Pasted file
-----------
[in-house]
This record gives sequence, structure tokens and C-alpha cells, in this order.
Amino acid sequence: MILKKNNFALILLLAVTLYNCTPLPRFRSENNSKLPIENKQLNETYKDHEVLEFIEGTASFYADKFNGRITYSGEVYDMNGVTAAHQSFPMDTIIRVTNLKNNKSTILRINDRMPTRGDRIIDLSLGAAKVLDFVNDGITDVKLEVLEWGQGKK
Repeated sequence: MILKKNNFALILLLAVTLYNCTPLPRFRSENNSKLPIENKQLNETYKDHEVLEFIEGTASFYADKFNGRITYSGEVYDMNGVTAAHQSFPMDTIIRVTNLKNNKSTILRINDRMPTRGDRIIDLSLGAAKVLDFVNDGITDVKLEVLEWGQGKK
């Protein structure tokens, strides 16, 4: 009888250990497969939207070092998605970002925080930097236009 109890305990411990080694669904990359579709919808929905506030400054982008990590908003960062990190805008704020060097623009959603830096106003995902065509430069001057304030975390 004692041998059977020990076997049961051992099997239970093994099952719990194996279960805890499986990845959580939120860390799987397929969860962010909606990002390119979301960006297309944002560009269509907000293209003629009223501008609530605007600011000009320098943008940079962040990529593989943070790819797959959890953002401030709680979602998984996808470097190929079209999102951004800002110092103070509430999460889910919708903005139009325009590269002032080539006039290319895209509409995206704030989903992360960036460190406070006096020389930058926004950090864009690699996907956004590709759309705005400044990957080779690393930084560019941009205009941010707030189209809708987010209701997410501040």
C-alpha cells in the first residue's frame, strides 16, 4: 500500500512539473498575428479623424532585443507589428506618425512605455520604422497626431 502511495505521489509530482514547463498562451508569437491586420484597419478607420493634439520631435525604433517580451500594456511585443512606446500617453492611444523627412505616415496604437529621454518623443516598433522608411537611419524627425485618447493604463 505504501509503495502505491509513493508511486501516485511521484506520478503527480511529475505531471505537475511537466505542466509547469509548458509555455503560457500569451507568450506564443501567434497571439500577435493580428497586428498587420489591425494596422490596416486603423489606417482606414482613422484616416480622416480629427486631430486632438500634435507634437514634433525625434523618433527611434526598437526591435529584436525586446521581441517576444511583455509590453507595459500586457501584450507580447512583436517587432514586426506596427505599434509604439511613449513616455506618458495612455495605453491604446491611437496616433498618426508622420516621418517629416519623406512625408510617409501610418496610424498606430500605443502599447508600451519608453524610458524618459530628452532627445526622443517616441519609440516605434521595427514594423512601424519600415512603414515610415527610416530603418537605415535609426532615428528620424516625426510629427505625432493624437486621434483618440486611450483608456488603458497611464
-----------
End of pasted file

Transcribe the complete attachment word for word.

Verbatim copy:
[in-house]
This record gives sequence, structure tokens and C-alpha cells, in this order.
Amino acid sequence: MILKKNNFALILLLAVTLYNCTPLPRFRSENNSKLPIENKQLNETYKDHEVLEFIEGTASFYADKFNGRITYSGEVYDMNGVTAAHQSFPMDTIIRVTNLKNNKSTILRINDRMPTRGDRIIDLSLGAAKVLDFVNDGITDVKLEVLEWGQGKK
Repeated sequence: MILKKNNFALILLLAVTLYNCTPLPRFRSENNSKLPIENKQLNETYKDHEVLEFIEGTASFYADKFNGRITYSGEVYDMNGVTAAHQSFPMDTIIRVTNLKNNKSTILRINDRMPTRGDRIIDLSLGAAKVLDFVNDGITDVKLEVLEWGQGKK
């Protein structure tokens, strides 16, 4: 009888250990497969939207070092998605970002925080930097236009 109890305990411990080694669904990359579709919808929905506030400054982008990590908003960062990190805008704020060097623009959603830096106003995902065509430069001057304030975390 004692041998059977020990076997049961051992099997239970093994099952719990194996279960805890499986990845959580939120860390799987397929969860962010909606990002390119979301960006297309944002560009269509907000293209003629009223501008609530605007600011000009320098943008940079962040990529593989943070790819797959959890953002401030709680979602998984996808470097190929079209999102951004800002110092103070509430999460889910919708903005139009325009590269002032080539006039290319895209509409995206704030989903992360960036460190406070006096020389930058926004950090864009690699996907956004590709759309705005400044990957080779690393930084560019941009205009941010707030189209809708987010209701997410501040």
C-alpha cells in the first residue's frame, strides 16, 4: 500500500512539473498575428479623424532585443507589428506618425512605455520604422497626431 502511495505521489509530482514547463498562451508569437491586420484597419478607420493634439520631435525604433517580451500594456511585443512606446500617453492611444523627412505616415496604437529621454518623443516598433522608411537611419524627425485618447493604463 505504501509503495502505491509513493508511486501516485511521484506520478503527480511529475505531471505537475511537466505542466509547469509548458509555455503560457500569451507568450506564443501567434497571439500577435493580428497586428498587420489591425494596422490596416486603423489606417482606414482613422484616416480622416480629427486631430486632438500634435507634437514634433525625434523618433527611434526598437526591435529584436525586446521581441517576444511583455509590453507595459500586457501584450507580447512583436517587432514586426506596427505599434509604439511613449513616455506618458495612455495605453491604446491611437496616433498618426508622420516621418517629416519623406512625408510617409501610418496610424498606430500605443502599447508600451519608453524610458524618459530628452532627445526622443517616441519609440516605434521595427514594423512601424519600415512603414515610415527610416530603418537605415535609426532615428528620424516625426510629427505625432493624437486621434483618440486611450483608456488603458497611464